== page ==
Consider, for a moment, the dilemma of a particular sign and digital graphics business. When the company was established, it occupied a relatively small unit of a commercial strip mall. From its very beginning, an aggressive growth plan was set into motion and, in relatively short order, the business expanded into the two adjacent units alongside the start-up location. Walls were turned into large doorways, dozens of new people were hired, and new, high-speed production machinery was installed. Business was booming.
Now, let’s take a minute to look at the efficiency challenge that growth created. The singular focus had to become increasing capacity fast. Problem was the size of the supporting departments and resources-art, production, customer service, accounting, etc.-did not expand proportionately.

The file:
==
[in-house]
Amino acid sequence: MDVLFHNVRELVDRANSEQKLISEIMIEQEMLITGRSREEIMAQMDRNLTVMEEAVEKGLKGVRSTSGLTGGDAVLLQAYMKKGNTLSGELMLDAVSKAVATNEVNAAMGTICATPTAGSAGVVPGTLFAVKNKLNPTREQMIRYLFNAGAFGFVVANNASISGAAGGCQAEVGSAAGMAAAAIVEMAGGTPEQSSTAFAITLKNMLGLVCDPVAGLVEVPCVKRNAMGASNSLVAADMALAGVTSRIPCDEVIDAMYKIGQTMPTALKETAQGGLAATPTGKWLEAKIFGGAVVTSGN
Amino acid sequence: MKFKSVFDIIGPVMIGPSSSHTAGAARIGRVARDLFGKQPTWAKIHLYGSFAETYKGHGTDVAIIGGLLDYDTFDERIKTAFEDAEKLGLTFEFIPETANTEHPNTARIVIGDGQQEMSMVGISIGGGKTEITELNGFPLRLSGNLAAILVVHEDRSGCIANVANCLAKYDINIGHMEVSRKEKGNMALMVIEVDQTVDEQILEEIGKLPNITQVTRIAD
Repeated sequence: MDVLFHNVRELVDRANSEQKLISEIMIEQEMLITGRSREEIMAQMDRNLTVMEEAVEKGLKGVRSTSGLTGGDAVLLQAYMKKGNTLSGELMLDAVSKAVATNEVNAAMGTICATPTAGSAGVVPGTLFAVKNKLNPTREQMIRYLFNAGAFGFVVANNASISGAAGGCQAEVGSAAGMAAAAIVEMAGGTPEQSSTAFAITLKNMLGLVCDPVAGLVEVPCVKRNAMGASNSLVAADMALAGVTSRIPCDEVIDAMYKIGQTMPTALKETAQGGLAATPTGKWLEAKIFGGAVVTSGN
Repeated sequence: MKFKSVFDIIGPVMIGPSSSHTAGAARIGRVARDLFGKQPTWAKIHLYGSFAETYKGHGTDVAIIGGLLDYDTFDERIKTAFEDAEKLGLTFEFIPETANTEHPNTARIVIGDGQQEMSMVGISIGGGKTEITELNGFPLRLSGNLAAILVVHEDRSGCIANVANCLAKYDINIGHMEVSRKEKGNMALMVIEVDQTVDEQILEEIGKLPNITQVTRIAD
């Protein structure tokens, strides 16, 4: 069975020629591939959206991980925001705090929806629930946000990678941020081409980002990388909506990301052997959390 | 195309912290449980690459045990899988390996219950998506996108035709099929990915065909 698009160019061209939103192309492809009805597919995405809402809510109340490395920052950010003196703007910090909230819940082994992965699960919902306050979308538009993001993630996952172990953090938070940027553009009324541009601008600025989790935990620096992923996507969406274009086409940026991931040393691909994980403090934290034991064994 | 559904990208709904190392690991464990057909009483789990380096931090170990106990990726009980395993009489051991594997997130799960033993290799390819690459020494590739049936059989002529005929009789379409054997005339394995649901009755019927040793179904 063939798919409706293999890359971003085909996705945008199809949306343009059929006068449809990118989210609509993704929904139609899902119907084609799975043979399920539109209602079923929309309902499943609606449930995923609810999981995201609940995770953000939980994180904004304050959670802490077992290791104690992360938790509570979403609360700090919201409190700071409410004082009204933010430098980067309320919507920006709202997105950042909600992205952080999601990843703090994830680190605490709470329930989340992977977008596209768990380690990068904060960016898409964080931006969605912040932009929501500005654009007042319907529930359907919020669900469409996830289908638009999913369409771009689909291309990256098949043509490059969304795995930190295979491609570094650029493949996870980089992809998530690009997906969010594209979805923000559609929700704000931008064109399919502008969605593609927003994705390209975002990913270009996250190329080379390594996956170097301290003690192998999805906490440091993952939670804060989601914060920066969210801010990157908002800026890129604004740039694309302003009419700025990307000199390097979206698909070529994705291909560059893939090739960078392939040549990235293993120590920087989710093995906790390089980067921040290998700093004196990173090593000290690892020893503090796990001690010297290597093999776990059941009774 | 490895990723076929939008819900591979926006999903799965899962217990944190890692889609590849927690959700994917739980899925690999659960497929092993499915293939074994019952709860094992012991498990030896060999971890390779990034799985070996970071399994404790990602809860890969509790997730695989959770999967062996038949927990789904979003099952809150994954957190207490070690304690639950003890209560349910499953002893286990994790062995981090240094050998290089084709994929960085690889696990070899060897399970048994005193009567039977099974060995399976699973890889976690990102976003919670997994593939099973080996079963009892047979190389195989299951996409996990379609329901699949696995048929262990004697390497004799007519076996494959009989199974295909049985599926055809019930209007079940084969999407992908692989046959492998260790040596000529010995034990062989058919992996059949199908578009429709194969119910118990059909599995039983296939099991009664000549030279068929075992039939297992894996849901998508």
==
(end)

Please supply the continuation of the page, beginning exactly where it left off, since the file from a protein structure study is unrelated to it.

Out of necessity, the business owner and the managerial staff had to critically analyze the production inefficiencies of their expansion. They studied the types of job orders that constituted 80 percent of their orders-in terms of quantity, complexity, and turnaround times-and effectively streamlined the operation. Changes had to be made, because maintaining the status quo would have been the death of the business.
So, what does this example have to do with mapping your sales process? Everything. Wouldn’t you want to focus on increasing capacity and productivity fast in your sales department, as well? Then, why shouldn’t business owners and sales managers analyze and streamline their sales process in much the same way?